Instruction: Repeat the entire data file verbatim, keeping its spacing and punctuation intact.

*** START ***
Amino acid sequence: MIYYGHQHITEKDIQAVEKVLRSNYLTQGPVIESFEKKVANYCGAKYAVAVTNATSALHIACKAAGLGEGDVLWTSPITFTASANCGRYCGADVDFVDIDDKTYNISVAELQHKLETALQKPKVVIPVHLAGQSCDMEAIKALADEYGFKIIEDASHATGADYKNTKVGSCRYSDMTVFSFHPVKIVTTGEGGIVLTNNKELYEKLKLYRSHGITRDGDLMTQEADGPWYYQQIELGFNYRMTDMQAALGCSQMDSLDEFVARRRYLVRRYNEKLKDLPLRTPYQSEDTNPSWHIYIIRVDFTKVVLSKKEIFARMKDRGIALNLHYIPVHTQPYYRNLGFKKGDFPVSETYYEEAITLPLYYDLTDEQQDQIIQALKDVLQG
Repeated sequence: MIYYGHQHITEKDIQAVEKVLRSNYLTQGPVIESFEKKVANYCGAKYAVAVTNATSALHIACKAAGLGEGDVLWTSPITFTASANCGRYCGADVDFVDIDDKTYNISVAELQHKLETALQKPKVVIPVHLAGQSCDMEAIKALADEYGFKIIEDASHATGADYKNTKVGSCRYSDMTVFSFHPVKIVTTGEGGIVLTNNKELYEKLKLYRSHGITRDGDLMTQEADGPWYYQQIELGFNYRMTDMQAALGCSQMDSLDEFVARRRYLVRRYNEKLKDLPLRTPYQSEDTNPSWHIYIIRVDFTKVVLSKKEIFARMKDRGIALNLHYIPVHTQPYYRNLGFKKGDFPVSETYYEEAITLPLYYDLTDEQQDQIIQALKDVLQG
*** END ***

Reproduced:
Amino acid sequence: MIYYGHQHITEKDIQAVEKVLRSNYLTQGPVIESFEKKVANYCGAKYAVAVTNATSALHIACKAAGLGEGDVLWTSPITFTASANCGRYCGADVDFVDIDDKTYNISVAELQHKLETALQKPKVVIPVHLAGQSCDMEAIKALADEYGFKIIEDASHATGADYKNTKVGSCRYSDMTVFSFHPVKIVTTGEGGIVLTNNKELYEKLKLYRSHGITRDGDLMTQEADGPWYYQQIELGFNYRMTDMQAALGCSQMDSLDEFVARRRYLVRRYNEKLKDLPLRTPYQSEDTNPSWHIYIIRVDFTKVVLSKKEIFARMKDRGIALNLHYIPVHTQPYYRNLGFKKGDFPVSETYYEEAITLPLYYDLTDEQQDQIIQALKDVLQG
Repeated sequence: MIYYGHQHITEKDIQAVEKVLRSNYLTQGPVIESFEKKVANYCGAKYAVAVTNATSALHIACKAAGLGEGDVLWTSPITFTASANCGRYCGADVDFVDIDDKTYNISVAELQHKLETALQKPKVVIPVHLAGQSCDMEAIKALADEYGFKIIEDASHATGADYKNTKVGSCRYSDMTVFSFHPVKIVTTGEGGIVLTNNKELYEKLKLYRSHGITRDGDLMTQEADGPWYYQQIELGFNYRMTDMQAALGCSQMDSLDEFVARRRYLVRRYNEKLKDLPLRTPYQSEDTNPSWHIYIIRVDFTKVVLSKKEIFARMKDRGIALNLHYIPVHTQPYYRNLGFKKGDFPVSETYYEEAITLPLYYDLTDEQQDQIIQALKDVLQG